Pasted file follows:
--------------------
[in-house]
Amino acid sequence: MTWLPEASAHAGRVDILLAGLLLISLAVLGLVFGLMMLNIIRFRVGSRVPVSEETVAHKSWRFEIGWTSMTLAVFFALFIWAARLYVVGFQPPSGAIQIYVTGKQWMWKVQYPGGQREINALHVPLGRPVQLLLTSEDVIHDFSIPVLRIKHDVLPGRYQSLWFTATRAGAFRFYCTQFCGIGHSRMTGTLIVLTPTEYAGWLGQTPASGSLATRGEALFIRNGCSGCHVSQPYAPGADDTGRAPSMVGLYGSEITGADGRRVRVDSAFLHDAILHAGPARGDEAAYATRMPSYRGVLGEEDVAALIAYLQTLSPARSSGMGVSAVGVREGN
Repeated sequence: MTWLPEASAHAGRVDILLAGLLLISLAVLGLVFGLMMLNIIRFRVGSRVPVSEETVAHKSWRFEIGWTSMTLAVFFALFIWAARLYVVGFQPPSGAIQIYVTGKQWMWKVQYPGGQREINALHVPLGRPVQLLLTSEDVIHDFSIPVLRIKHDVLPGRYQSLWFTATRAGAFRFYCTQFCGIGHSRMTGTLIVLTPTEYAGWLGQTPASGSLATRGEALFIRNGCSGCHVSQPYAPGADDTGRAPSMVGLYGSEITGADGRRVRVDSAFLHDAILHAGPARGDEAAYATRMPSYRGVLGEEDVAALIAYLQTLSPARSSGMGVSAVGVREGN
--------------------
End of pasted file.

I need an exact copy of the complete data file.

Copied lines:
[in-house]
Amino acid sequence: MTWLPEASAHAGRVDILLAGLLLISLAVLGLVFGLMMLNIIRFRVGSRVPVSEETVAHKSWRFEIGWTSMTLAVFFALFIWAARLYVVGFQPPSGAIQIYVTGKQWMWKVQYPGGQREINALHVPLGRPVQLLLTSEDVIHDFSIPVLRIKHDVLPGRYQSLWFTATRAGAFRFYCTQFCGIGHSRMTGTLIVLTPTEYAGWLGQTPASGSLATRGEALFIRNGCSGCHVSQPYAPGADDTGRAPSMVGLYGSEITGADGRRVRVDSAFLHDAILHAGPARGDEAAYATRMPSYRGVLGEEDVAALIAYLQTLSPARSSGMGVSAVGVREGN
Repeated sequence: MTWLPEASAHAGRVDILLAGLLLISLAVLGLVFGLMMLNIIRFRVGSRVPVSEETVAHKSWRFEIGWTSMTLAVFFALFIWAARLYVVGFQPPSGAIQIYVTGKQWMWKVQYPGGQREINALHVPLGRPVQLLLTSEDVIHDFSIPVLRIKHDVLPGRYQSLWFTATRAGAFRFYCTQFCGIGHSRMTGTLIVLTPTEYAGWLGQTPASGSLATRGEALFIRNGCSGCHVSQPYAPGADDTGRAPSMVGLYGSEITGADGRRVRVDSAFLHDAILHAGPARGDEAAYATRMPSYRGVLGEEDVAALIAYLQTLSPARSSGMGVSAVGVREGN